Railway Electrification Voltages 

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This post is quick introduction and overview to different railway electrification voltages used in answer to a question sent in via email.

While there are numerous voltages in use through out the world (many dating back a hundred years), fortunately the number of voltages levels in common/widespread use is relatively few. To keep the post short, I will only list the more common voltages.

Both dc and ac systems are used. Direct current systems are generally used for metro lines and relatively commuter /regional systems up to around 100 km long. For longer and more heavily loaded routes, alternating current is generally used.

Direct Current (dc) Voltages

Most commonly used are 600/650 and 750 V. These are used world wide on mass transit, commuter and tram lines. Voltage is supplied to the train using a third rail or overhead lines.

1.5 kV (typically supplied overhead) is used in Europe, the US, China, Australia and a several other countries. Less common are 3 kV systems, but these can still be found in operation in several countries.

Alternating Current (ac) Voltages

25 kV (50 Hz or 60 Hz) ac systems have achieved widespread use in many countries, including the UK, US, large parts of Europe, Asia, Africa and the Americas. Additionally 15 kV (16 2/3 Hz) networks still have widespread use within Europe and the US still has several 12 kV (25 Hz) lines.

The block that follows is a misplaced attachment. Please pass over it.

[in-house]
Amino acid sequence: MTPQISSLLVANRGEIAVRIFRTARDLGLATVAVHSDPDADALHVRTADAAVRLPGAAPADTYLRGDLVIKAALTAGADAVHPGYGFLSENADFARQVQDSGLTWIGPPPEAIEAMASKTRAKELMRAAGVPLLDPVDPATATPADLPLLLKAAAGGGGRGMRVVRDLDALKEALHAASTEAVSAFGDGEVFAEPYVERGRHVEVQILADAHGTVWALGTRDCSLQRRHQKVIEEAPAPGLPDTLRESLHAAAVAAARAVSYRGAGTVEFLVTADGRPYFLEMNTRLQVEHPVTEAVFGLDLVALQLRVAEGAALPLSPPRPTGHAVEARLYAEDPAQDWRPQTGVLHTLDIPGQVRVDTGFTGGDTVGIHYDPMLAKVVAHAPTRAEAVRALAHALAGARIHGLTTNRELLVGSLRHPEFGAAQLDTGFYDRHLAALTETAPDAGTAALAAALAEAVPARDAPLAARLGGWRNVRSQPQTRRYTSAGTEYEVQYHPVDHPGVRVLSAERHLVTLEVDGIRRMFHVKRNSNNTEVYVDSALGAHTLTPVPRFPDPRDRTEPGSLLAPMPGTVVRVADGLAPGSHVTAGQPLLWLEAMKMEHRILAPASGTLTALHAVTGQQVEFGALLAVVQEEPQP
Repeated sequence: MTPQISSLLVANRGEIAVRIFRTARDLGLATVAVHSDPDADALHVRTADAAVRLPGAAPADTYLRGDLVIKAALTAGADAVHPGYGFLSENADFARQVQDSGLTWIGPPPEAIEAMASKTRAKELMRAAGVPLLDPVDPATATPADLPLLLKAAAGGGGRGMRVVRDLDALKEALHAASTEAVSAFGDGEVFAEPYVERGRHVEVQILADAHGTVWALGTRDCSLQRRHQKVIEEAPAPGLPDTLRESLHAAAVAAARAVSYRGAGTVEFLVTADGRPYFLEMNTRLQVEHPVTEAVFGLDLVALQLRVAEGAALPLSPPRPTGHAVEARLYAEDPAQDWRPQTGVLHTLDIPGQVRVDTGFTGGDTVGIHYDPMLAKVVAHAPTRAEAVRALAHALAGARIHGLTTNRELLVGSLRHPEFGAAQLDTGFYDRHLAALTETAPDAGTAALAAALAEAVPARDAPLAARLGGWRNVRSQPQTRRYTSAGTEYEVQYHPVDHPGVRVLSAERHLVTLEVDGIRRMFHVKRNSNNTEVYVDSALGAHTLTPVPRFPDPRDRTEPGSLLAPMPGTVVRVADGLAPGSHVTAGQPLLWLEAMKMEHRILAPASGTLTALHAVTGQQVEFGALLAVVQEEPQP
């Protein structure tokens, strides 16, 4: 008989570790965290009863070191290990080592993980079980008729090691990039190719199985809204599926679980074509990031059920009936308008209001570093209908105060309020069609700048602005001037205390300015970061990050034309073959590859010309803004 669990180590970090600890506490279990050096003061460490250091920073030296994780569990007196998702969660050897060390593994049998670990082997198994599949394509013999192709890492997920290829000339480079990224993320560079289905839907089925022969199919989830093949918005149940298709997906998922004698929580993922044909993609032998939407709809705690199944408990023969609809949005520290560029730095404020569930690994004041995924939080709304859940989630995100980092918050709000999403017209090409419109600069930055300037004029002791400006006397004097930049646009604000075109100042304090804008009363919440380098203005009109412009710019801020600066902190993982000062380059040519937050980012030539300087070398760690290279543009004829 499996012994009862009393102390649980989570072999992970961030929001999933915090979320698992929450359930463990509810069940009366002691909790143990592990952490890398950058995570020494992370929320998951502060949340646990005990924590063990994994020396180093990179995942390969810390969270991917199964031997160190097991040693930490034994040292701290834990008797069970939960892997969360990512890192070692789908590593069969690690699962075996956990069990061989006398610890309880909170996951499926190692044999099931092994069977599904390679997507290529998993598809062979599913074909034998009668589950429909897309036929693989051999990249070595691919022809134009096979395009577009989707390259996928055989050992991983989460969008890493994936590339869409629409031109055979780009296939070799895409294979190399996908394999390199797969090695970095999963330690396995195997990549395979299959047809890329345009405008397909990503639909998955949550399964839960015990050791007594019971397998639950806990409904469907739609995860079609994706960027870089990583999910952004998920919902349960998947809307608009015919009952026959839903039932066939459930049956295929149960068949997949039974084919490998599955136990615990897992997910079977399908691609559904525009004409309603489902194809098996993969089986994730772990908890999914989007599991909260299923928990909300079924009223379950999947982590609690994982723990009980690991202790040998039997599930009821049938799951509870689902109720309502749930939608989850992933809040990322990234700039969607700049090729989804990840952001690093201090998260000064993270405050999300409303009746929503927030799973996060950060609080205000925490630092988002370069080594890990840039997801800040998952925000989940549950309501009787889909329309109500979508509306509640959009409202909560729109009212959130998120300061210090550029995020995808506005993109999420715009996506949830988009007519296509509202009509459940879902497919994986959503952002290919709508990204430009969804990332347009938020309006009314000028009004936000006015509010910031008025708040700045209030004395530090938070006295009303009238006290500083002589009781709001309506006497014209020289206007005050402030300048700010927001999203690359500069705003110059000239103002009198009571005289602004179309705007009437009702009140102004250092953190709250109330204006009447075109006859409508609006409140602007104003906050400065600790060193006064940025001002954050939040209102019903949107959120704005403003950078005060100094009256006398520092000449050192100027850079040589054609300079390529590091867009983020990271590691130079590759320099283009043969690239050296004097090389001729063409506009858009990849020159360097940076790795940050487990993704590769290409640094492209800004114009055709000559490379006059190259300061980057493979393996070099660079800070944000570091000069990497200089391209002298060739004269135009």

The US, South Africa and Canada also operate 50 kV systems in operation (typically used on systems for mine haulage).

It would be fair to say that 25 kV has become the international standard. This is covered by two standards:

  • BS EN 50163 - Railway applications. Supply voltages of traction systems
  • IEC 60850 - Railway Applications. Supply voltages of traction systems

Alternating current systems invariably are supplied by overhead lines. It is worth noting that most implementations are single phase (due to problems with picking up three phases from the overhead lines).  

That's it; a quick summary. It doesn't cover every voltage, but hopefully will give everyone a general understanding of the most common voltages used.

If anyone has anything to add or want to give a few more details, please do so below.



Steven McFadyen's avatar Steven McFadyen

Steven has over twenty five years experience working on some of the largest construction projects. He has a deep technical understanding of electrical engineering and is keen to share this knowledge. About the author

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